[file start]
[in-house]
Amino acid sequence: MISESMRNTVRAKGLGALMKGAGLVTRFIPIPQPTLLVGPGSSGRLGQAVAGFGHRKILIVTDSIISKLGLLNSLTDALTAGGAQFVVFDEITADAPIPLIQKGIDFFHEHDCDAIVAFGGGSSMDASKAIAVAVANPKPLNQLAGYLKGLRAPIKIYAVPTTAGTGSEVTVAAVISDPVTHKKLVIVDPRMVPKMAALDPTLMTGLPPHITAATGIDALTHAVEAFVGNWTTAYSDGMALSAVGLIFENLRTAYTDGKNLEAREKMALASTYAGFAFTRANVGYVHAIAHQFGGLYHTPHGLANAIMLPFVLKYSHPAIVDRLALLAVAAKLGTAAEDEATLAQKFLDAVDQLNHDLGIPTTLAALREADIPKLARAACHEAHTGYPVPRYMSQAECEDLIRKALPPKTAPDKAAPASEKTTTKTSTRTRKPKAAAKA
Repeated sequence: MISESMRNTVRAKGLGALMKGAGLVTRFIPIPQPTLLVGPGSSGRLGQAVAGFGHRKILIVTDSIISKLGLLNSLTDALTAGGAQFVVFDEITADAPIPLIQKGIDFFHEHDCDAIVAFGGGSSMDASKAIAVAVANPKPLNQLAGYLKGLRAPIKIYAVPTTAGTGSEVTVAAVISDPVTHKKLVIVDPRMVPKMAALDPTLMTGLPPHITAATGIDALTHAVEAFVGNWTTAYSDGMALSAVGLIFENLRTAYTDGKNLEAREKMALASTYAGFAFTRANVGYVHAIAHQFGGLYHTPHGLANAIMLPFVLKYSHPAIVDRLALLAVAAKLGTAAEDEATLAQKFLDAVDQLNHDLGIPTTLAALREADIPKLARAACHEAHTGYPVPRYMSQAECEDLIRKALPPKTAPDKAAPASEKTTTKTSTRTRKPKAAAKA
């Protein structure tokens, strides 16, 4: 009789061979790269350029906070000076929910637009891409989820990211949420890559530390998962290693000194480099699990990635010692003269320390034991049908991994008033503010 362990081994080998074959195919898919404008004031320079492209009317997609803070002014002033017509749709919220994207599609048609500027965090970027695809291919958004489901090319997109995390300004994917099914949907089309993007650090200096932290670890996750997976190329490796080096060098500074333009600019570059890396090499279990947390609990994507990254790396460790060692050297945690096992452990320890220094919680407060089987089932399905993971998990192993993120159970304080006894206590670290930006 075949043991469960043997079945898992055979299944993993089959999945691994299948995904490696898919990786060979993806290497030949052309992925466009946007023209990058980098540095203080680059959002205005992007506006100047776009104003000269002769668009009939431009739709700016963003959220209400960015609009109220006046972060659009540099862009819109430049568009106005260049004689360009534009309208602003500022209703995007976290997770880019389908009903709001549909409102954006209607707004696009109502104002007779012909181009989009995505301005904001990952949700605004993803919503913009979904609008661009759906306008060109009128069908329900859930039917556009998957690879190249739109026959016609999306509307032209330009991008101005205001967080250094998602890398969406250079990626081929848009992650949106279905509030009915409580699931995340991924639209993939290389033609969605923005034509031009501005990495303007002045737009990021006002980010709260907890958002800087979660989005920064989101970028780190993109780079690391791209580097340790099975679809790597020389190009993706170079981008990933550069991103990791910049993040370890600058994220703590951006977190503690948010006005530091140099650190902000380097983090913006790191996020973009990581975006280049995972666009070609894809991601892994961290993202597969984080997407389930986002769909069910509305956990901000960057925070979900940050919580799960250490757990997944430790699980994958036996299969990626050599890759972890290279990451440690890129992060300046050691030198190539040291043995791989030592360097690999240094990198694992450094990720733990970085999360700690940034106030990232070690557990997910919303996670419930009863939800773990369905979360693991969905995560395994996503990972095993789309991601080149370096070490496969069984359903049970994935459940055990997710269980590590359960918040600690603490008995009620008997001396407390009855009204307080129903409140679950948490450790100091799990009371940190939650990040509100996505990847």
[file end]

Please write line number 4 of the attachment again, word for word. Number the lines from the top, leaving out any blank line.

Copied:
């Protein structure tokens, strides 16, 4: 009789061979790269350029906070000076929910637009891409989820990211949420890559530390998962290693000194480099699990990635010692003269320390034991049908991994008033503010 362990081994080998074959195919898919404008004031320079492209009317997609803070002014002033017509749709919220994207599609048609500027965090970027695809291919958004489901090319997109995390300004994917099914949907089309993007650090200096932290670890996750997976190329490796080096060098500074333009600019570059890396090499279990947390609990994507990254790396460790060692050297945690096992452990320890220094919680407060089987089932399905993971998990192993993120159970304080006894206590670290930006 075949043991469960043997079945898992055979299944993993089959999945691994299948995904490696898919990786060979993806290497030949052309992925466009946007023209990058980098540095203080680059959002205005992007506006100047776009104003000269002769668009009939431009739709700016963003959220209400960015609009109220006046972060659009540099862009819109430049568009106005260049004689360009534009309208602003500022209703995007976290997770880019389908009903709001549909409102954006209607707004696009109502104002007779012909181009989009995505301005904001990952949700605004993803919503913009979904609008661009759906306008060109009128069908329900859930039917556009998957690879190249739109026959016609999306509307032209330009991008101005205001967080250094998602890398969406250079990626081929848009992650949106279905509030009915409580699931995340991924639209993939290389033609969605923005034509031009501005990495303007002045737009990021006002980010709260907890958002800087979660989005920064989101970028780190993109780079690391791209580097340790099975679809790597020389190009993706170079981008990933550069991103990791910049993040370890600058994220703590951006977190503690948010006005530091140099650190902000380097983090913006790191996020973009990581975006280049995972666009070609894809991601892994961290993202597969984080997407389930986002769909069910509305956990901000960057925070979900940050919580799960250490757990997944430790699980994958036996299969990626050599890759972890290279990451440690890129992060300046050691030198190539040291043995791989030592360097690999240094990198694992450094990720733990970085999360700690940034106030990232070690557990997910919303996670419930009863939800773990369905979360693991969905995560395994996503990972095993789309991601080149370096070490496969069984359903049970994935459940055990997710269980590590359960918040600690603490008995009620008997001396407390009855009204307080129903409140679950948490450790100091799990009371940190939650990040509100996505990847």